Erigena's natura stands, not for Nature in our limited sense, but for the totality of all things, both created [material, physical, form] and uncreated [spirit, function, software]. The material universe is nothing more or less than the necessary self-manifestation of God. It is, as eighteenth-century Idealism was to declare in effect, part of God's thinking. Creation was not an act in (or before) time: it is an eternal fact, the Genesis account of Paradise and the Fall, being no more than an allegory faintly shadowing forth not local and temporal events but eternal truths concerning the constitution of God, Man, and the Universe.

 

 

 ‘God’ to Johannes was not a distant man made invention, an archetype based on humans.  God was in some senses the universe.   This view was totally at odds with the theological view, that God was essentially 'human' and that humans were somehow vastly superior to any other creatures.  Politically his views were dangerous, as if one wishes to misuse animals or claim superiority over all other creatures, - and of course eventually ‘non believers’,  those of other faiths - Johannes’s philosophy states categorically that one has no justification for doing so.

Whatever species, whatever colour, whatever creed, whatever belief, whatever sex, whatever age, all of us are equal and a small, a tiny part of ‘God the package’.

 

Johannes is not really a Neoplatonist, he is a mystic.  All other mystics believed and believe the same. 

We are all one. 

We have no right to claim superiority over anyone or anything.  We are equal to a worm, a tree, a frog, a horse or a dog.  They are as valuable in the scheme of things as we like to believe we are. 

Johannes battle, and the later condemning of his works is the continual battle of self opinionated ego against the mystic view.  The ‘big I am’ against the ‘Squash the big I am’.  It is worth adding that those with any form of ego can claim no understanding of anything spiritual, as the biggest block to spiritual experience is the ego.

Gerald Bullett – The English Mystics

In official Christian theology 'the emphasis has always been more upon the distinctness of God from the world than upon the union of God with the world. Ecclesiastical religion has always been in more danger of Deism than of Pantheism, as, indeed, in respect of all other truth, it has been in more danger of the mechanical than of the mystical. It is certain that less than justice has been done to some great elements of New Testament doctrine.
. . . The whole view of Erigena is in the direction that the existence of the universe is a necessary moment in the life of God, a necessary fulfilment of the process of the Divine Nature.

 

 

Briefly his other main beliefs were that:

  • Wisdom and the Higher spirit - Johannes believed in the existence of the Higher spirit.  This was not the name given, he used Greek terms, but essentially this is his meaning.  Through the Higher spirit one achieves wisdom – philo sophia. Philosophy is not in the service of theology. For Eriugena, philosophy came first, theology [if it figured at all] came second.  All wisdom came via one’s higher spirit, it was the result of spiritual experience, thus ‘revelatory’ in  a sense but not necessarily visionary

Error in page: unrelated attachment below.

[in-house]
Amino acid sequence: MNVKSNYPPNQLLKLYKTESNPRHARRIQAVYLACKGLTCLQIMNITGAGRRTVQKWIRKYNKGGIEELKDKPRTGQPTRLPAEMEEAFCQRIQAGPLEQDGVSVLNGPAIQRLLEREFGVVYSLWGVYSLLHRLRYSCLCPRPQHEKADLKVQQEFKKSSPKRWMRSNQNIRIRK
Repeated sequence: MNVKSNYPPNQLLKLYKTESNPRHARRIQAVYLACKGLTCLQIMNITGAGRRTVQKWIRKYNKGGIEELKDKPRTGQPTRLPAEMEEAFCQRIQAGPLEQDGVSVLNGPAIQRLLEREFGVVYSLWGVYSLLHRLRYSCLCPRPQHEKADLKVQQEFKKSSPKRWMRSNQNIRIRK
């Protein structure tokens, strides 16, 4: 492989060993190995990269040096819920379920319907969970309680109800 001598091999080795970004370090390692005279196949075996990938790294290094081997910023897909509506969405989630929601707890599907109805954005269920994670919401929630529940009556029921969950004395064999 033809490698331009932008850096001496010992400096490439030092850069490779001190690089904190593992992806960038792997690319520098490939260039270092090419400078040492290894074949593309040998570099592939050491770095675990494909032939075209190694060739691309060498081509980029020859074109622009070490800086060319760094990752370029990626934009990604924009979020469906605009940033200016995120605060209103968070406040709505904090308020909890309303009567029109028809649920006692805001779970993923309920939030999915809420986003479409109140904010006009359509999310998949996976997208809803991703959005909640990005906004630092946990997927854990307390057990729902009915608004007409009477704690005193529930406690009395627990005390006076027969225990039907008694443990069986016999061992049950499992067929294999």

• Ultimate Intelligence - all people and all beings, including animals, reflect attributes and functions of God, towards whom all are capable of progressing and to which all things ultimately must return.
  • Hell - hell was not a place but a condition and ‘punishment’ was purifying, [purification] not penal.
  • Destiny - there can be predestination only to the good, in that all men are ‘summoned to be saints’, everyone has a destiny.  They also have free will, however, and can ignore their destiny. 
  • Intelligence hierarchy – as part of the process of translating Dionysius the Areopagite, Eriugena wrote a commentary on "The Celestial Hierarchy".

His other beliefs will be apparent from the observations.

Schopenhauer -  Parerga and Paralipomena, Vol. I, "Sketch of a History of the Doctrine of the Ideal and the Real".

 

On the whole, one might be surprised that even in the seventeenth century pantheism did not gain a complete victory over theism; for the most original, finest, and most thorough European expositions of it - none of them, of course, will bear comparison with the Upanishads of the Vedas -  all came to light at that period, namely through Bruno, Spinoza, and Scotus Erigena.
After Scotus Erigena had been lost and forgotten for many centuries, he was again discovered at Oxford and in 1681, thus four years after Spinoza's death, his work first saw the light in print. This seems to prove that the insight of individuals cannot make itself felt so long as the spirit of the age is not ripe to receive it.

 

References

 

  • Johannes Scotus Erigena: a study in medieval philosophy 1925 – Henry Bett – contains a life of Erigena, a detailed summary of his system and a commentary

Eriugena’s books and treatises are largely based upon Pseudo-Dionysius, Maximus the Confessor, and the Cappadocian Fathers

  • Translation of Pseudo Dionysius – Eriugena produced a Latin translation of Dionysius the Areopagite which has been preserved, and fragments of a commentary by Eriugena on Dionysius have been discovered in manuscript.
  • Periphyseon: De divisione naturae -  is arranged in five books. It is presented as a dialogue between Master and Pupil; the method of reasoning used is the syllogism.  The Division of Nature has been called “the final achievement of ancient philosophy, a work which synthesizes the philosophical accomplishments of fifteen centuries".

Erigena’s work was lost and forgotten for many centuries, but his manuscripts were discovered in Oxford and in 1681 his work was published for the first time.

 

Observations